Delhi High Court Protects Jackie Shroff’s Personality Rights, Restrains Unauthorized Use of His Attributes

In a recent interim order, the Delhi High Court has safeguarded the personality and publicity rights of veteran actor Jackie Shroff. The court has restrained various entities, including e-commerce stores, AI chatbots, and social media accounts, from using Shroff’s name, image, voice, and likeness without his explicit consent.

Justice Sanjeev Narula, presiding over the case, recognized Shroff’s “status as a celebrity” which confers upon him rights over his personality traits and associated attributes. The court’s decision took into account Shroff’s prolific career spanning over 220 films, his appearances in TV shows and web series, numerous endorsements, and his trademarked term ‘Bhidu’.

The court observed that Shroff’s commercial endorsements, which leverage his distinct personality and characteristics, are under his exclusive control and constitute his ‘personality rights’ and ‘publicity rights.’ Unauthorized commercial use of these attributes not only infringes upon these rights but also dilutes the brand equity Shroff has built over the years.

The defendant entities, which include e-commerce stores selling merchandise like posters, mugs, and T-shirts bearing Shroff’s image, have been issued notices. Until the next hearing date, they are restrained from infringing the actor’s personality rights.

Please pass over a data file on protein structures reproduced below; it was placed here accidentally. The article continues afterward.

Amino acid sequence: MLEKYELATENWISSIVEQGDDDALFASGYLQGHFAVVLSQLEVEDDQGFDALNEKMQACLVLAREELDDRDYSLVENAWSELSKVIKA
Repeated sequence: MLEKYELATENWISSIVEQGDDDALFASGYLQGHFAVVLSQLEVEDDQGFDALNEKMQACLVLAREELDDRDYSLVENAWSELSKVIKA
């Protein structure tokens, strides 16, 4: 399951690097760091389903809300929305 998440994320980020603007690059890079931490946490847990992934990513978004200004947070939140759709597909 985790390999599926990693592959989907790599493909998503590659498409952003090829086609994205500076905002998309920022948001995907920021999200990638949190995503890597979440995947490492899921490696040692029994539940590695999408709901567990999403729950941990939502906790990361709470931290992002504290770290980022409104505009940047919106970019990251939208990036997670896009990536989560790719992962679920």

Additionally, the court addressed a YouTube video featuring Shroff that has been edited to portray him with a ‘Thug Life’ caption, a term often associated with resilience and toughness in popular culture. The court noted that the term is generally used to highlight cleverness or resistance in a positive light. It viewed the video as a potential tribute to Shroff’s assertive demeanor, highlighting his charisma and wit.

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Justice Narula emphasized the importance of creative freedom, noting that restricting such expression could have far-reaching implications, potentially stifling public discourse and artistic expression. The court expressed its intention to hear from the defendant content creator and at this stage, declined to impose a prima facie interim injunction against them.

The matter is set to be reviewed further in a hearing scheduled for October 15.

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